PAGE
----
Without loss of generality, A road network is modeled as a simple weighted undirected planar graph represented by and , wherein is the set of nodes which represent road intersections or road endpoints, and is the total number of nodes. The set of edges denotes all the road segments connecting two nodes, i.e., represents the road segment connecting node and . Let be a location point on , if is located on edge , we denote it as . denotes the set of weights which represent the travel distance of road segments or trip time, i.e., is the trip distance or time cost traveling through from node to . To simplifying the presentation, we use travel distance hereinafter. We define the travel distance between any two positions and on road networks as , and for an edge , . Furthermore, in this paper we assume that each edge is bi-directional, and the distance or time cost of it is irrelevant to the direction. It is described formally in Assumption 1.
Given a road network and . , and .
All the conceptions and algorithms which will be stated in the following sections are meaningful and effective based on Assumption 1 is this work.
Definition 2 (Shortest Path)
Given a road network , are two node. A path between and is defined as , is the number of edges in this path. Its distance is . Obviously, the distance of a path is equal to the sum of weights of all edges in this path, i.e.,
where is the number of edges in the path , represents the -th edge. Based on the notion of path, we define the shortest path connecting and as , which has the smallest distance among all paths connecting these two nodes. Formally, the distance of is described as:
where the function is to return the minimum value of element in the set , and represents the set of positive integer.
Figure. 3(a) shows an example of road network contains 14 nodes and 16 edges. The set of node is . The weight of each edge is shown aside, e.g., , . The shortest path between and consists of , and , which is highlight by red dashed line with arrow. The distance of it is . The blue dashed line denotes the shortest path connecting and , .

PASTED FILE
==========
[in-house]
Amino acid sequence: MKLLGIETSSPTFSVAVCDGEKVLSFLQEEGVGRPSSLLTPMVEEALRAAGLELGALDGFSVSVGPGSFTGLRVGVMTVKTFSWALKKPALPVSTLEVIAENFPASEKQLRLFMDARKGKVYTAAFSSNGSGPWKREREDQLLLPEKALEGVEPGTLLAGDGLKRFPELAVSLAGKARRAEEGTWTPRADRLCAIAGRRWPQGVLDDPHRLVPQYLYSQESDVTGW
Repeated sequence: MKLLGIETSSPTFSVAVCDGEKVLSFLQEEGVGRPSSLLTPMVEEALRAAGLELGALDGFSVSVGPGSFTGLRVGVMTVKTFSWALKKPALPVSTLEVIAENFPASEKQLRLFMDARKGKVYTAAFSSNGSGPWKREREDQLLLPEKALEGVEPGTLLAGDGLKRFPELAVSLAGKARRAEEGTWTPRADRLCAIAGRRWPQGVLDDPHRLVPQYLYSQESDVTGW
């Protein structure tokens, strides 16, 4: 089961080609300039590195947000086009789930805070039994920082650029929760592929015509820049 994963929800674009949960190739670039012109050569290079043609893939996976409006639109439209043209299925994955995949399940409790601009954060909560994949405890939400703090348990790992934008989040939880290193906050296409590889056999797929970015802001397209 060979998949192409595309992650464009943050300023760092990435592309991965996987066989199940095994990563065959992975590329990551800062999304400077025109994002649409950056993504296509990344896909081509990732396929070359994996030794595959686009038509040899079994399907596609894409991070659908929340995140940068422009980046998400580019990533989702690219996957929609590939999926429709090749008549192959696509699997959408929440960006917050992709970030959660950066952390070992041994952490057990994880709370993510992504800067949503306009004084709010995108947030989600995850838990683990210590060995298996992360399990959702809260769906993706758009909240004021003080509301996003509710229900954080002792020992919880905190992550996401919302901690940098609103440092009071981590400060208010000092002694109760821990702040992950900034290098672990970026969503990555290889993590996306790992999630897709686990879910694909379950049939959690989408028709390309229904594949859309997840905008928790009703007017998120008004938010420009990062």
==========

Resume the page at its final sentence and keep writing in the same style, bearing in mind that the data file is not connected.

Definition 3 (Geo-visual Object)
Given a geo-tagged image database which storages image, i.e., . A geo-visual objects dataset is defined as containing objects. Each geo-visual object resides an edge of a road network, and it is associated with a geographical information descriptor and a visual content descriptor . More specifically, is represented by a 2-dimensional geo-location extracted from the geo-tag of image , i.e., , wherein and are longitude and latitude respectively. The visual content descriptor is defined as , which is a visual words vector generated from a geo-tagged image
by low-level feature extraction.
If a road network contains several geo-visual objects which are located on edges, we can denote it as . As the definition presented above, is the set of geo-visual objects. On the other hand, we define the distance between a geo-visual object and endpoint nodes and of an edge on which it lies as and based on Definition 2. The shortest distance between two objects and is denoted as .
Definition 4 (Top- Geo-visual Query (TGvq))
Given a road network with geo-visual objects , a top- geo-visual query is defined as , in which denotes the location of query, is a visual works vector generated from the query image, and is the number of requested objects. TGVQ aims to search out geo-visual objects from , which are ranked according to the score measured by function , i.e.,
and the score function is defined as follows:
where function measures the distance proximity between and , function calculates the visual content relevance between these two visual words vectors, and is used to balance the importance between road network distance proximity and visual content similarity. If , the road network distance proximity is more important than visual content similarity, and conversely, If , the visual content similarity plays a more considerable role. Note that the geo-visual objects with the small score values are preferred (i,e., ranked higher).